After dropping the editorial hammer on Syfy Channel’s programming decisions over the past two weeks (not once but twice), this past Thursday we gave the network a bit of “equal time” to respond to a myriad of complaints from fans regarding the cancellation of Stargate Universe (story). Craig Engler, a senior executive from the network, emphasized SGU‘s ratings drop during its first season, when it aired on Friday night — suggesting that with fewer than 2 million viewers (Live + 7 Days) it was already in the cancellation danger zone when it headed into its second season.
In a post at his blog, Stargate Universe executive producer Joseph Mallozzi weighed in on the issue and responded directly to several of Engler’s points.
“While I can empathize with fans who object to the abruptness of the cancellation after ten years on the network, one has to understand that television is a business,” Mallozzi began. “If Syfy has alternate scripted programming that performs better on Mondays or Tuesdays in the fall, then it’s understandable why they would choose those shows over a third season of SGU. That said, certain statements in the article had me scratching my head …”
To begin with, Engler compared SGU‘s series premiere ratings to those of Stargate Atlantis, observing that the former was 25 percent lower — evidently starting out the show at something of a disadvantage from its predecessors.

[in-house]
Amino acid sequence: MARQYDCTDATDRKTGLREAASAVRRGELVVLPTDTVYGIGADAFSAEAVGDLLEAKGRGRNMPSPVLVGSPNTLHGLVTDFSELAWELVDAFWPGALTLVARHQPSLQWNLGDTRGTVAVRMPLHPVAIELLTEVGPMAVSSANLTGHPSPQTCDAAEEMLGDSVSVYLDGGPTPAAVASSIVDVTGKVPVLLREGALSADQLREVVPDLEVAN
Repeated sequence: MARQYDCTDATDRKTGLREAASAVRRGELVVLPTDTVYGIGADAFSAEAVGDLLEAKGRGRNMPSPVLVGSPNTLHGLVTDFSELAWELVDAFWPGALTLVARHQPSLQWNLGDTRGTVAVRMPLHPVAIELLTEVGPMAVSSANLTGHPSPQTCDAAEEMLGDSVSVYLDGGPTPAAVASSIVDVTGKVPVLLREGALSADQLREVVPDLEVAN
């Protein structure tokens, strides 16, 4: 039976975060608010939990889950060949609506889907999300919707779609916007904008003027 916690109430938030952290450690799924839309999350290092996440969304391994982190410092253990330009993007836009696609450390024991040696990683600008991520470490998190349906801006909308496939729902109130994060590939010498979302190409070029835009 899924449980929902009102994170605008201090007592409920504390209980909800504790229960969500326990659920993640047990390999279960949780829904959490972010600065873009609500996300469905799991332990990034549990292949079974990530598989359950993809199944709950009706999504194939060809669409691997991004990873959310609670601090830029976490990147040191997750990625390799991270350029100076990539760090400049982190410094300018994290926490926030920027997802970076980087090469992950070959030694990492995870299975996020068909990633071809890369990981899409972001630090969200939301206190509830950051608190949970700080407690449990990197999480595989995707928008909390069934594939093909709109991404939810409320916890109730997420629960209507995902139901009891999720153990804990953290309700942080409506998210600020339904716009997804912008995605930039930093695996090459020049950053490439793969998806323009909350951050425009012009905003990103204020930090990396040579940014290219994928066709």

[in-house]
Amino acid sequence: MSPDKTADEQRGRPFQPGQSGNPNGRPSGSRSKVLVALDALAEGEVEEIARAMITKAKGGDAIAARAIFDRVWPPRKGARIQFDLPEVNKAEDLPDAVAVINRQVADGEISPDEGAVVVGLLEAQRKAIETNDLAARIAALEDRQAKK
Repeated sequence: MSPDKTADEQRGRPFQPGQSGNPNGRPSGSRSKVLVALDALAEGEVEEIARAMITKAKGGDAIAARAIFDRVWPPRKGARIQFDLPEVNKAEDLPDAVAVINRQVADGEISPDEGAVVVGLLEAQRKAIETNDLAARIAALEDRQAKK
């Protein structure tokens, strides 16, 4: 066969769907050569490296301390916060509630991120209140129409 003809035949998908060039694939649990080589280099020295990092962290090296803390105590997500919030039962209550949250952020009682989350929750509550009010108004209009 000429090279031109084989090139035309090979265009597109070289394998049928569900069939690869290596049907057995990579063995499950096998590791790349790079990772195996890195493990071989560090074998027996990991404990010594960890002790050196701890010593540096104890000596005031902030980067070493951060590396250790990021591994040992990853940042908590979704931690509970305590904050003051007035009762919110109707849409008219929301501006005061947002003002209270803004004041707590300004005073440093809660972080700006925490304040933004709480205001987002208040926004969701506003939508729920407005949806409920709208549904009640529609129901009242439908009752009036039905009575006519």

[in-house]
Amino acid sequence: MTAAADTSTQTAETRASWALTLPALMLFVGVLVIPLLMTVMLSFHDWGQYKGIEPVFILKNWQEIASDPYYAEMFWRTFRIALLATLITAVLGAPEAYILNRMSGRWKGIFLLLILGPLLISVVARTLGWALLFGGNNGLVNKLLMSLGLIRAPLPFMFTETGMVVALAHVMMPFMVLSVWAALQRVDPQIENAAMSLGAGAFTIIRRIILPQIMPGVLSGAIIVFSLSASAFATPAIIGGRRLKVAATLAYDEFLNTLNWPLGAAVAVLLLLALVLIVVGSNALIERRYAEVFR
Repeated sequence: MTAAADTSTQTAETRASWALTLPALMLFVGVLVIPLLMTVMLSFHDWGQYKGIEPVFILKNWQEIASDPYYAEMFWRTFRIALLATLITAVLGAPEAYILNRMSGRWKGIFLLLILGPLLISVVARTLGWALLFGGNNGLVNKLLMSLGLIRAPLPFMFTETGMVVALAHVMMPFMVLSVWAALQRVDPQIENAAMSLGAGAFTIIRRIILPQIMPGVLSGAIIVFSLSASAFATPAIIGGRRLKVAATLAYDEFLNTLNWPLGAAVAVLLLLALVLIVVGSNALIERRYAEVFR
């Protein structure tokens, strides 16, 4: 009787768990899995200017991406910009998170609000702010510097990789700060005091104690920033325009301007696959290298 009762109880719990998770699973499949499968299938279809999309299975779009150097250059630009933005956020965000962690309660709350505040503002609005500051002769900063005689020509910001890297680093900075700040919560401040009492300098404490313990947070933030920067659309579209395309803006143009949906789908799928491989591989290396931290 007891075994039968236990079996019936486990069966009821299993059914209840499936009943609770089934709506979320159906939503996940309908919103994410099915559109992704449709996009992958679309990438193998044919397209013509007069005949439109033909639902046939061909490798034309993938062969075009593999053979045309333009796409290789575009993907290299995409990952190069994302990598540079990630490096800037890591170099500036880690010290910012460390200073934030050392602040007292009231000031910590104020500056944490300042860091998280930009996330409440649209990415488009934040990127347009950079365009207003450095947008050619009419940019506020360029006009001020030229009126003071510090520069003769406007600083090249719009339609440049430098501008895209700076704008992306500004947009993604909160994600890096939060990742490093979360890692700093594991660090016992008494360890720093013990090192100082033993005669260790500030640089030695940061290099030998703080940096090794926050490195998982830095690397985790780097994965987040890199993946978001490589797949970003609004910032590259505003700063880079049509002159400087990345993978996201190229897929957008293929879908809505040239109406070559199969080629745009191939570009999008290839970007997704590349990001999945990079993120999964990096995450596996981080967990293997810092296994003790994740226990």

“Comparing the SGA premiere to the SGU premiere is grossly unfair,” Mallozzi said. “First — Atlantis premiered during the summer while Universe — originally slated for a [summer] premiere — premiered in the much more competitive fall. Second, the time between the two premieres has seen a significant increase in DVR usage and Internet downloads, and a simultaneous erosion in live viewership. Coincidence? Maybe, but I don’t think so.”
Stargate Atlantis premiered with over 4 million viewers in July 2004, according to Syfy.
In this case, then, the issue was not so much with Stargate‘s ability to find an audience as with the difference between the summer and fall seasons (Syfy’s highest rated dramas air in the summertime) — and a change in television viewing habits and options since 2004.
“Simply put,” Mallozzi said, “back when Atlantis aired, fewer viewers were recording or downloading television and many more were watching television live.”
He also took exception to Engler’s observation that Tuesdays had been very successful for other Syfy shows, including the top-rated Warehouse 13 — since such shows were summer hits. Stargate premiered in the summer on both Showtime and Syfy for the previous 12 years, with the sole exception of Stargate Atlantis‘s fourth season.
While acknowledging that he wasn’t privy to the final decision-making process, Mallozzi also questioned Engler’s suggestion that it was MGM alone who ended Stargate Atlantis in favor of the new series. “At the time, when we asked the studio whether or not there was any interest on their part in producing a sixth season of Atlantis, I was told that, while the increased budget made a Season Six less attractive for them, there were other reasons to do it (i.e. as a lead-in to the new series),” he said.
“It’s possible that the studio had an eleventh hour change of heart — but I’m not sure why they would have.”
While the producers and the network may not see eye-to-eye on how the show’s fate was sealed, Mallozzi does acknowledge that “television is a business. It’s unfair to expect the network to pick up a third season of a show if it doesn’t make financial sense to them. But it’s equally unfair to make a case for cancellation by comparing SGU‘s performance unfavorably to shows that had the benefit of airing in the summer or were less impacted by downloads and DVR usage.”
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